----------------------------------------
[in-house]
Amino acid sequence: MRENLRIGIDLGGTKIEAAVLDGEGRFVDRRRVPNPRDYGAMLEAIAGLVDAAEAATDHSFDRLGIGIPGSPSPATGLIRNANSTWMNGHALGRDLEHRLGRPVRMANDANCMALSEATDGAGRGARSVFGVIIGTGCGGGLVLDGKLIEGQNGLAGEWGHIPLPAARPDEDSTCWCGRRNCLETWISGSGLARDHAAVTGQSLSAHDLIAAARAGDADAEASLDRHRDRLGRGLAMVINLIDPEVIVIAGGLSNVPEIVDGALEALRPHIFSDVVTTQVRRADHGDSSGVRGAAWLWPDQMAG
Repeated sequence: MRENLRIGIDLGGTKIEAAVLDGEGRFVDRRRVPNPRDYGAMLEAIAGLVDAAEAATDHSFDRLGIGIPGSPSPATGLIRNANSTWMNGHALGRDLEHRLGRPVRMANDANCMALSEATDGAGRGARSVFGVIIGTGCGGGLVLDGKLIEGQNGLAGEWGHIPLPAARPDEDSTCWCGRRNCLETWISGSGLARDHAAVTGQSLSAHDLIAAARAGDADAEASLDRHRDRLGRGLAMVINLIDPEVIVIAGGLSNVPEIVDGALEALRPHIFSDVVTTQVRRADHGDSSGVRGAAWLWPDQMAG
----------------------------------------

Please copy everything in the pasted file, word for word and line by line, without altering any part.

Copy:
[in-house]
Amino acid sequence: MRENLRIGIDLGGTKIEAAVLDGEGRFVDRRRVPNPRDYGAMLEAIAGLVDAAEAATDHSFDRLGIGIPGSPSPATGLIRNANSTWMNGHALGRDLEHRLGRPVRMANDANCMALSEATDGAGRGARSVFGVIIGTGCGGGLVLDGKLIEGQNGLAGEWGHIPLPAARPDEDSTCWCGRRNCLETWISGSGLARDHAAVTGQSLSAHDLIAAARAGDADAEASLDRHRDRLGRGLAMVINLIDPEVIVIAGGLSNVPEIVDGALEALRPHIFSDVVTTQVRRADHGDSSGVRGAAWLWPDQMAG
Repeated sequence: MRENLRIGIDLGGTKIEAAVLDGEGRFVDRRRVPNPRDYGAMLEAIAGLVDAAEAATDHSFDRLGIGIPGSPSPATGLIRNANSTWMNGHALGRDLEHRLGRPVRMANDANCMALSEATDGAGRGARSVFGVIIGTGCGGGLVLDGKLIEGQNGLAGEWGHIPLPAARPDEDSTCWCGRRNCLETWISGSGLARDHAAVTGQSLSAHDLIAAARAGDADAEASLDRHRDRLGRGLAMVINLIDPEVIVIAGGLSNVPEIVDGALEALRPHIFSDVVTTQVRRADHGDSSGVRGAAWLWPDQMAG